Diana Markosian had no agency in the decisions that led to her move to the USA as a seven-year-old child, but as an artist, she reclaims ownership over the narrative through the lens. However, working creatively with documentary has its own ethical issues. There’s a risk that the people who are being semi-fictionalised will feel betrayed or misrepresented. Markosian’s family were “fully involved” in the process. “My mom crossed out my lines and wrote her version of it. I gave it to my father; he crossed out more lines,” she says. “My greatest joy was seeing my family come together to remem- ber something we all disagreed on.” The contrast between how different members of her family recalled the same events was striking. Beyond certain, indisputable facts that they could agree upon as objective truth – the date they left, say, or the flight they took – each brought their own emotional reality, a kind of subjective filter. Although Markosian took all this into account, ultimately, she was presenting her singular take on things. “There are parts of it [my mother] really didn’t appreciate,” she admits, “but she accepts it.”
“I lean towards the personal narrative because it’s the one that I feel the most authority over. I don’t have that sense of wanderlust anymore. I’m comfortable staying where I am and deepening my sense of place and self.” Throughout making this work she occupied a dualistic role, “dissecting as an artist and mourning as a daughter.” Much of art today is, like this, a form of self-portraiture, from Tracey Emin’s My Bed (1998) to LaToya Ruby Frazier’s photography book The Notion of Family (2014). These “personal narratives” were once taken less seriously, precisely because they give marginalised groups the power to voice their own perspectives.
However, contemporary culture, moving with the currents of identity politics, is becoming more attuned to asking: to whom do stories belong? And who has the right to tell them? The history of photography, in particular, is littered with instances of ethnographic exploitation. Until very recently, many photographers would routinely travel the world, capturing images of communities, often without their consent, the results intended for consumption by a western audience. In the past decade there’s been a pushback against this, through grassroots organisations such as the The Everyday Projects, which champions “localised storytelling,” launching in 2012 with Everyday Africa and now including Everyday Eastern Europe and Everyday India. There’s also Diversify Photo: “a community of BIPOC and non-western photographers, editors and visual producers working to break with the predominantly colonial and patriarchal eye through which the mass media has recorded the images of our time.”
For some artists, Markosian included, this work also functions as a form of therapy. “There’s a lot of shame that comes with the way [my mother] came here,” she says. “This project was a way of coming to terms with that. That is what I hunger for in art – growth.” In a particularly fascinating, memorable sequence, Svetlana sits across the table from the actor playing her, and is quizzed on her motives as a younger woman. The project’s continuous interplay between reality and re- construction – its conscious dismantling of the “fourth wall” – reminds us that this narrative, and by extension all narra- tives through which we understand our lives, are unstable. We subject them to mental rescripting as we contemplate things from different vantage points over time. Markosian reminds us that we can, and often do, choose how we understand our lives. Now, rather than resenting her mother, she has come to respect her authorship over both their destinies. “She paid the ultimate sacrifice as a woman to give me a different life.”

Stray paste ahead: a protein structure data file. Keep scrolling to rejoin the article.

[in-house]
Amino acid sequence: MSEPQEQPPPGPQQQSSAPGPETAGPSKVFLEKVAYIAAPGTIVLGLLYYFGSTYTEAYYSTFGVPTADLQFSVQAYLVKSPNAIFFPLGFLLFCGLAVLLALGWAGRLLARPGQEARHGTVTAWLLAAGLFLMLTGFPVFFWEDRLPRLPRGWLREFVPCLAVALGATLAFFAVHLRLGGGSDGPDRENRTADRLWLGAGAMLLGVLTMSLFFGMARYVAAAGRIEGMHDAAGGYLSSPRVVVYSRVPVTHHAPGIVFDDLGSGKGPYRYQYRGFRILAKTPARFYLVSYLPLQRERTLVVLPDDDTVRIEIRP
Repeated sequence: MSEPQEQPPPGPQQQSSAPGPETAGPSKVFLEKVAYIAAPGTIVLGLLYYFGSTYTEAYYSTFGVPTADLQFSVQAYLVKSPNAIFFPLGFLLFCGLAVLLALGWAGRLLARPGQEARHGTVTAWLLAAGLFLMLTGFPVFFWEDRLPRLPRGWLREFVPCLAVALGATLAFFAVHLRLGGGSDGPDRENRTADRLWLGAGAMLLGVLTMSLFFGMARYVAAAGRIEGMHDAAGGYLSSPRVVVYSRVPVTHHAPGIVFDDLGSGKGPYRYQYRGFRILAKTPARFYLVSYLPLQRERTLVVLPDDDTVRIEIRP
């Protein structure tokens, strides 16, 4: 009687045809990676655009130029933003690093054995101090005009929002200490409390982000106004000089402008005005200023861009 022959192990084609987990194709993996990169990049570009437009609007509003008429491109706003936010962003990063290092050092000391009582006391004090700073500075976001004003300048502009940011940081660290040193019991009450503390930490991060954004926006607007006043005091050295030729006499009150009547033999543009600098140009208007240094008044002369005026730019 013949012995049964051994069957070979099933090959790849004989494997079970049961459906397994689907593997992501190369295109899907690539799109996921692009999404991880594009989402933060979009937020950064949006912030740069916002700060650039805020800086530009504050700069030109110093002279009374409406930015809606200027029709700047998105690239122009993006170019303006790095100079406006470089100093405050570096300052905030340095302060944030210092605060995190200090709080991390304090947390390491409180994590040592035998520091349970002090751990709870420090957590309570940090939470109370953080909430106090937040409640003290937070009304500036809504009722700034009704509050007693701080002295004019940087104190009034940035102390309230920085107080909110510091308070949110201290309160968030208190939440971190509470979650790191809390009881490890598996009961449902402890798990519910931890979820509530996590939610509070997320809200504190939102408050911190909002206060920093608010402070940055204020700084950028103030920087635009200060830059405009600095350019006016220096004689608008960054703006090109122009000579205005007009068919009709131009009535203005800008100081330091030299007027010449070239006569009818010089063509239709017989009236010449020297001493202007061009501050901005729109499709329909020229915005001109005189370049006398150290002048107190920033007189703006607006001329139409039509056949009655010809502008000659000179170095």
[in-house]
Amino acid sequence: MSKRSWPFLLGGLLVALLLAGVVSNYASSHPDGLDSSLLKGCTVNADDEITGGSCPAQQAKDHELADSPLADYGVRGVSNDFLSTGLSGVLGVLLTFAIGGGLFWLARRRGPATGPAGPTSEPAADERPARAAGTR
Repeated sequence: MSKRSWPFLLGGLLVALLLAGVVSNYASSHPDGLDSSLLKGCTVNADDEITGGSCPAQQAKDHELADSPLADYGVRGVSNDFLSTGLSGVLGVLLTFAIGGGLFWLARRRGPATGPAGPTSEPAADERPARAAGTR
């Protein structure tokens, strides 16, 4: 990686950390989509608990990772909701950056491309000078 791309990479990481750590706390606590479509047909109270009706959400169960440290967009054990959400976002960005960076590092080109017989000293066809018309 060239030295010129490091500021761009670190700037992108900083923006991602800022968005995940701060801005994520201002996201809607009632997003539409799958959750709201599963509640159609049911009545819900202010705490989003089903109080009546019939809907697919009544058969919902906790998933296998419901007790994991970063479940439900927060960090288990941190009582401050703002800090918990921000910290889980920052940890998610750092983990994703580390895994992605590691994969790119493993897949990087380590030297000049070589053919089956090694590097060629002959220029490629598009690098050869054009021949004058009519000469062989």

Markosian insists that the intended audience for the work was her mother. And yet, here it is, on display at ICP, and discussed in an international art magazine. If it had only ever been her and her family who saw the film, would it still be art? Isn’t a work, after all, only to be considered as art because it is received, as such, by a wider public? This was the point made by Marcel Duchamp back in 1917 with the readymade sculpture, Fountain. Take away its context and we’re left with a urinal. Every family has their stories and, even when they have a huge plot twist like this one, it takes something more to make them meaningful for a viewer not directly involved. They need to invoke an affinity that transcends the specifics of the situation. “I think there’s a bit of narcissism with personal work and I get scared of going down that route,” says Markosian. “You hope that your art touches someone beyond you, but it’s not something you can control.”
Artists, whether or not they deal in the currency of personal narratives, are compelled at a certain point to set their work free. Once unleashed into the world, projects take on a momentum of their own – although this is invariably called into question when the creator does something that casts an ethical shadow over the piece. The cultural reckoning that came with the #MeToo movement, for example, made popular films uncomfortable viewing as a consequence of their association with certain writers, directors or actors. Soap operas, possibly more than any other genre, seem to belong to their audiences rather than the creators. The writers of Coronation Street or EastEnders may not have predicted that Bet Lynch or Pat Butcher would become gay icons. Similarly, the writers of Santa Barbara probably wouldn’t have anticipated the significance of the show for Russian viewers, or how it might completely shape the lives of generations to come.
Rachel Segal Hamilton
Diana Markosian: Santa Barbara ICP, New York Until 10 January
Image Credits: 1. Diana Markosian, A New Life. (2019) © Diana Markosian.
2. Diana Markosian, After School. (2019) © Diana Markosian.
3. Diana Markosian, Mom Alone. (2019) © Diana Markosian.
4. Diana Markosian, Hendry’s Beach. (2019) © Diana Markosian.
5. Diana Markosian, The Courthouse. (2019) © Diana Markosian.